– Gordon Parks Sr.

We often discuss the writers of the movement and the musicians while the artists are often left out. Names like Kwame Brathwaite, Aaron Douglass, Lois Jones, and Morgan and Marvin Smith, are not as well known.

Morgan (right) and Marvin (left) Smith were born on February 16, 1910 in Nicholasville, Kentucky. The boys found a talent for art but wouldn’t pursue it much until the sharecropping family moved to Lexington in the late 1920s. Here Morgan and Marvin attended Dunbar High School, the only Black High School in Lexington at the time, and developed further their artistic abilities. They worked with oil paintings and sculptors until eventually, cameras.

In 1933, Morgan and Marvin graduated High School and pursued their art full time. However, Kentucky at the time provided little to no support for the young men and as I imagine, they could not grow in the way that they wished. They moved to Cincinnati with hope of a better future but not finding opportunities there, decided to move on to New York.

Marvin and Morgan

When they arrived to Harlem the twins did manual labor for the WPA or Works Progress Administration and took art lessons from Augusta Savage (another sculptor of the Harlem Renaissance) at her studio. Through Savage the twins became connected with the 306 Group, a collective of African American artists who worked and socialized together in Harlem, New York in the 1930s. The name of the group came from the address of a studio space, 306 W. 141st Street, used by two of the artists, Charles Alston and Henry Bannarn.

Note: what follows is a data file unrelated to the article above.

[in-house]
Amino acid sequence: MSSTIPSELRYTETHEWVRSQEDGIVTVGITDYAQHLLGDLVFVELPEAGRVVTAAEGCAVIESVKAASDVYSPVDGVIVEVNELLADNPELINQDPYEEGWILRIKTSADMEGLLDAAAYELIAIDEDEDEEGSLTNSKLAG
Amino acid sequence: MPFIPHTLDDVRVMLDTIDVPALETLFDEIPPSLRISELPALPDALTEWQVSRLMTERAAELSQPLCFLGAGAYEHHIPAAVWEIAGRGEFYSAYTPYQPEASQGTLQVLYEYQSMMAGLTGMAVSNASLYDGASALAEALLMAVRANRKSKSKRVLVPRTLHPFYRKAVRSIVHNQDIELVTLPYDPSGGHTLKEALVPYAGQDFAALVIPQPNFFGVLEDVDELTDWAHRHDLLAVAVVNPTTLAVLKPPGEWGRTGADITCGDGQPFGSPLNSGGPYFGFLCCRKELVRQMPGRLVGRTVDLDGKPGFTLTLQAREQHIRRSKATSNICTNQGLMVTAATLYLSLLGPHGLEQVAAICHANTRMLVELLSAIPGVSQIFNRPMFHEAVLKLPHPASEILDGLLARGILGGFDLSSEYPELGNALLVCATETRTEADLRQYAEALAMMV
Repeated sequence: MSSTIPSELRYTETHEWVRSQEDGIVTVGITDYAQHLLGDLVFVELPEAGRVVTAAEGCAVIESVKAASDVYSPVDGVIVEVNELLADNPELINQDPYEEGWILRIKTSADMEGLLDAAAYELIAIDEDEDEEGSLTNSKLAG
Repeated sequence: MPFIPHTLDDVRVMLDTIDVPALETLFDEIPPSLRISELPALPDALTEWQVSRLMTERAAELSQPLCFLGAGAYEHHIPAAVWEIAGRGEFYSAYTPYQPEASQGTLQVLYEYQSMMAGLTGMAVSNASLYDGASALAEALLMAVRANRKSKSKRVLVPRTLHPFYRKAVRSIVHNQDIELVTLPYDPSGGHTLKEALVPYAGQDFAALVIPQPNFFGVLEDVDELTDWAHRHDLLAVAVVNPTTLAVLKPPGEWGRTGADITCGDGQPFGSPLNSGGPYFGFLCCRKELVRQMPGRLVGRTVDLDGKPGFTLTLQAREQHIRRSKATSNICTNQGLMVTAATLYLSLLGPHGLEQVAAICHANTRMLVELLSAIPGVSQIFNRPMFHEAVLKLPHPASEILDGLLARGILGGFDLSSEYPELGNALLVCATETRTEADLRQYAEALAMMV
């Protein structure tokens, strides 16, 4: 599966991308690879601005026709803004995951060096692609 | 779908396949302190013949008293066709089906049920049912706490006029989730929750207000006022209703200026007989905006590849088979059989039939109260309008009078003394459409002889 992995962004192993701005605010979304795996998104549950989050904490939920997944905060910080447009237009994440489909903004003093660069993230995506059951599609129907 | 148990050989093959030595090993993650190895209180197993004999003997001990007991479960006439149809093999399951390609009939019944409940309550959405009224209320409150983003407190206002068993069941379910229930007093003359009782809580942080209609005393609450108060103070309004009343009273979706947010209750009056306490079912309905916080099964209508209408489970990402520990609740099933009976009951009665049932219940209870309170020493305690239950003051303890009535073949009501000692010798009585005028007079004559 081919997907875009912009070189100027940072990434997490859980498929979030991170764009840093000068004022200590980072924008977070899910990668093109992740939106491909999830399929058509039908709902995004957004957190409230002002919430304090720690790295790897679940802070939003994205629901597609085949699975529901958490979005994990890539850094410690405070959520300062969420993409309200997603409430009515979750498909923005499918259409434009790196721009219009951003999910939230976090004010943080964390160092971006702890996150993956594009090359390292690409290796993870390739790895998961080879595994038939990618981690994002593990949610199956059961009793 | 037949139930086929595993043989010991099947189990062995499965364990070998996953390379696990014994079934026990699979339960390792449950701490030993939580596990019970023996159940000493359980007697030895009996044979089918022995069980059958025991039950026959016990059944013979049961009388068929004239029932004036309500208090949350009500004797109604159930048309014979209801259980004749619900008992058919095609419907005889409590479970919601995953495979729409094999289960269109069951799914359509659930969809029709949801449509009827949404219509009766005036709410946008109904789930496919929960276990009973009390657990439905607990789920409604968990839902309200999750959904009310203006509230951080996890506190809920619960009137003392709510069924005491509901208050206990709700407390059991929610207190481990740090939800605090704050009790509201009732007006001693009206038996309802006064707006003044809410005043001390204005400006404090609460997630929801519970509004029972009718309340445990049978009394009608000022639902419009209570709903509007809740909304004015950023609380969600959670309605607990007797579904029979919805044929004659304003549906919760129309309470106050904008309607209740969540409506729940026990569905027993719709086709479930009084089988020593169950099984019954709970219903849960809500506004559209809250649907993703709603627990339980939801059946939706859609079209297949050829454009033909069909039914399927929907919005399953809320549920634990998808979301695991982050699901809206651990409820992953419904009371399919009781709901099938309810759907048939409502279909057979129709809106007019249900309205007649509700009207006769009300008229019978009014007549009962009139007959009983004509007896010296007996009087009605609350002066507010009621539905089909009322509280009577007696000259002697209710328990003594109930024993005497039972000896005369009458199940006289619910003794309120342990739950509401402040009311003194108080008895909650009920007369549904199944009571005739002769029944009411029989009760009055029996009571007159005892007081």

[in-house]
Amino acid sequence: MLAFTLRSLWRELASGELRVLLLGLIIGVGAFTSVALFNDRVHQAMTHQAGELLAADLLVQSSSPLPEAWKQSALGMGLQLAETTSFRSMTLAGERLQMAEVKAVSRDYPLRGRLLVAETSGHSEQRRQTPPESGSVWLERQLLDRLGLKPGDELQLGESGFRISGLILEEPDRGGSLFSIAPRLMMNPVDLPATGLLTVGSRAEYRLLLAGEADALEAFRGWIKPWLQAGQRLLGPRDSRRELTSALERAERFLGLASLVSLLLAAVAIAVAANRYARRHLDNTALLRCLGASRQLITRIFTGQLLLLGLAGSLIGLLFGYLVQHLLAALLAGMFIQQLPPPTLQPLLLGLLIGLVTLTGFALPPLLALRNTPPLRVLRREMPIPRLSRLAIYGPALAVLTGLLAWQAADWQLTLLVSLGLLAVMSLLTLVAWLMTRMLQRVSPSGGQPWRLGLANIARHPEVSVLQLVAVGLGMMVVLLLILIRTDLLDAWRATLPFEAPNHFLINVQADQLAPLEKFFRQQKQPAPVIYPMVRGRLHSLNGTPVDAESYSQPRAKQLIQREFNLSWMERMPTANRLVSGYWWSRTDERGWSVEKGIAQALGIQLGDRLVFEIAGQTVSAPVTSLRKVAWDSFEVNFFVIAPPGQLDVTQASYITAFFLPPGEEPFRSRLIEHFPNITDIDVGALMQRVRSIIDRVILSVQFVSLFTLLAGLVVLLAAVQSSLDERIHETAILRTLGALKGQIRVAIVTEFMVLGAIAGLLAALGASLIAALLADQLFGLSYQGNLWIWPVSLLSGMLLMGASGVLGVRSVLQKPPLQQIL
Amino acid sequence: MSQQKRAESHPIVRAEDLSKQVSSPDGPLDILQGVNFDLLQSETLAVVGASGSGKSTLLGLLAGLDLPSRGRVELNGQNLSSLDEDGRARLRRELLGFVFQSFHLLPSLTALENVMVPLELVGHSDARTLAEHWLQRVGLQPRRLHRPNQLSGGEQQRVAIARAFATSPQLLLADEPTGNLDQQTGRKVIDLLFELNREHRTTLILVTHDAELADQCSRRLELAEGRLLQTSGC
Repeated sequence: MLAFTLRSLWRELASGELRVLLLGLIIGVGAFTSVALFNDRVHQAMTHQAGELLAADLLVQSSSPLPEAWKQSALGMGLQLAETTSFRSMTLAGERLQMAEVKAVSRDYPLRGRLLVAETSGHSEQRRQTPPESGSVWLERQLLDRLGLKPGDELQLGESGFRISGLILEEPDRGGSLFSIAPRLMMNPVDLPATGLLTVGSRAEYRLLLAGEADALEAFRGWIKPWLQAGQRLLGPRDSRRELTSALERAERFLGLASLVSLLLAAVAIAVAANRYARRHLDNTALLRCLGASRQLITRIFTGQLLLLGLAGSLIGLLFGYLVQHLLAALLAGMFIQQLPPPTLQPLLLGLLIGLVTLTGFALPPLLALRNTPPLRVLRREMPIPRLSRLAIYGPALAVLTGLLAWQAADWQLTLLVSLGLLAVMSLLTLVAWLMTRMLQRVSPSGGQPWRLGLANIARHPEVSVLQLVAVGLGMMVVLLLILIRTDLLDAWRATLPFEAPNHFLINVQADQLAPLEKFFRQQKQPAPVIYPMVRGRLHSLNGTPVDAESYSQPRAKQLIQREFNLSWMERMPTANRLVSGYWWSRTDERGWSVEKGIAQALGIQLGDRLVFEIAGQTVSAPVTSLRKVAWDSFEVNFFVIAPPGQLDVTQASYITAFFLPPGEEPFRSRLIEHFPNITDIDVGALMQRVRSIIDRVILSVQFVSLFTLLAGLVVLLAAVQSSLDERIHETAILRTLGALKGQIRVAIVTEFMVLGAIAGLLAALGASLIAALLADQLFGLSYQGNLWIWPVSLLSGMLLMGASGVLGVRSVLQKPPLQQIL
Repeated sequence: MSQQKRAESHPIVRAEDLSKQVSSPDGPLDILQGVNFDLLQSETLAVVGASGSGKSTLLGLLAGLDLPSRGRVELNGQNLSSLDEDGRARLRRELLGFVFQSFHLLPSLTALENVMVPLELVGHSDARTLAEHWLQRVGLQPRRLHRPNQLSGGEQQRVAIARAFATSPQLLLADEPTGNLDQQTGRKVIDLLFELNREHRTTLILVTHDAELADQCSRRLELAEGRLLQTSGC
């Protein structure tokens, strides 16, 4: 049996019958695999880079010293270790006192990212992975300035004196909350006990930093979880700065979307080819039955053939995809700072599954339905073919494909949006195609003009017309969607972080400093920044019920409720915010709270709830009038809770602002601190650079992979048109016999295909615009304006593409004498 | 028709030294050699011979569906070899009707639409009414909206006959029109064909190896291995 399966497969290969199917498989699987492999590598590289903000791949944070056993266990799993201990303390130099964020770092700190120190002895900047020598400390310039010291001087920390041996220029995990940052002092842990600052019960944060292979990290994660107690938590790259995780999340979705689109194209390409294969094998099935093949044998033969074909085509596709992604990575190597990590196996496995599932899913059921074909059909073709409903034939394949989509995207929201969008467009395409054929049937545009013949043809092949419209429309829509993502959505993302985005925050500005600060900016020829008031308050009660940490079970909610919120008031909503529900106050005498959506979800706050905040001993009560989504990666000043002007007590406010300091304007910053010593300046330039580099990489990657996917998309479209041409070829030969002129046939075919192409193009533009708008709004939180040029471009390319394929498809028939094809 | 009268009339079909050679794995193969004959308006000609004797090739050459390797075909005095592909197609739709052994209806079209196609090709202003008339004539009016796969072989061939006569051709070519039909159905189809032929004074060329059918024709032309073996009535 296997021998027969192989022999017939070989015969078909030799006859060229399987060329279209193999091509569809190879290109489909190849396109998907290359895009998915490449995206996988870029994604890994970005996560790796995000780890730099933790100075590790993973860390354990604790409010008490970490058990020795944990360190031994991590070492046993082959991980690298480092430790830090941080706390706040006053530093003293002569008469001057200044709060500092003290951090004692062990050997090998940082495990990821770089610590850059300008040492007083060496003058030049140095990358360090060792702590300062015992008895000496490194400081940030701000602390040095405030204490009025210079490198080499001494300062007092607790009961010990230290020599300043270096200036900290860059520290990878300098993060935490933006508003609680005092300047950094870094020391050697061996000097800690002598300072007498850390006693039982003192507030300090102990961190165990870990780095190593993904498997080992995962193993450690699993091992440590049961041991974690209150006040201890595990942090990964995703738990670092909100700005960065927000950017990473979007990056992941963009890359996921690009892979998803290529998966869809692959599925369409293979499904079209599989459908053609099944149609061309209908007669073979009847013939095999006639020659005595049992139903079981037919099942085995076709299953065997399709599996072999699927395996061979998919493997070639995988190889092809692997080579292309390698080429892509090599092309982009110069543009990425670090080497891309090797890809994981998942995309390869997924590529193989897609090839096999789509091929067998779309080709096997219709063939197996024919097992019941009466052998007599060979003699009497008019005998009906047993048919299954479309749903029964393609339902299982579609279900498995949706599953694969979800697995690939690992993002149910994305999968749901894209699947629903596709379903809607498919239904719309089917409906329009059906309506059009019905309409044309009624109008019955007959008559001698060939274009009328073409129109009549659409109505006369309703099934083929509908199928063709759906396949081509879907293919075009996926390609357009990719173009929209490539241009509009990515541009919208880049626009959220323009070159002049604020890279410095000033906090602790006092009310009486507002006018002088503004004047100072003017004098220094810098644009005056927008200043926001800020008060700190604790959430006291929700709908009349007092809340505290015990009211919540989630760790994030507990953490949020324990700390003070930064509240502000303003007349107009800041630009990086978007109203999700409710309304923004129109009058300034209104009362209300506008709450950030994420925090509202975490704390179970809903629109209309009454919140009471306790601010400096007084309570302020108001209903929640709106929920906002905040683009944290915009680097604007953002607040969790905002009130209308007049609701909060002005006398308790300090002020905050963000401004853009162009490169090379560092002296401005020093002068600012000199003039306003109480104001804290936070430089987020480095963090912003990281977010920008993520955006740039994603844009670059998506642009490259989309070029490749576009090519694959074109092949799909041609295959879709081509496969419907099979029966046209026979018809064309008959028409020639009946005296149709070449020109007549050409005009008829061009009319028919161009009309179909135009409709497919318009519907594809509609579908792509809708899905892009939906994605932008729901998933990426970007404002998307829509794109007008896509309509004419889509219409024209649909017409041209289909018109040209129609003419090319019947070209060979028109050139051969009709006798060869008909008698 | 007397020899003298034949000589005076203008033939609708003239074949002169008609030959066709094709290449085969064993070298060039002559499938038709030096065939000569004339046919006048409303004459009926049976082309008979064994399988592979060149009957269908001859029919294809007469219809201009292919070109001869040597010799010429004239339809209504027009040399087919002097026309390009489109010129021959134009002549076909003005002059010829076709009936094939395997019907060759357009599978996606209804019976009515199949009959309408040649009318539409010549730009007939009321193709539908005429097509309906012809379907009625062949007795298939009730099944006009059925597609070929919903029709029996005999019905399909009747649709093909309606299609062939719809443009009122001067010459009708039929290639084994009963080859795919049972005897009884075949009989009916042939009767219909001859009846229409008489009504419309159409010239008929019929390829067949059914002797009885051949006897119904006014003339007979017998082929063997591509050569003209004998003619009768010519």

Marvin and Morgan became acquainted with prominent figures through Savage but it wasn’t until 1937 when the twins really came into the public’s eye when Morgan won an award for his photo of a boy playing.

Awwue!

After 1937, the twins decided to focus their attention on the  community of Harlem overall. Their interest was in capturing the good instead of the bad. With the stock market crash of 1929 and The Great Depression smacked down in the middle, there was plenty to complain about, I am sure, and much of the glitter and glam of the Harlem Renaissance had begun to fade. People weren’t as interested in Black culture and art during these tough times which brings Marvin and Morgan into focus.

They look more alike as old men than they did when they were younger…or is it just me??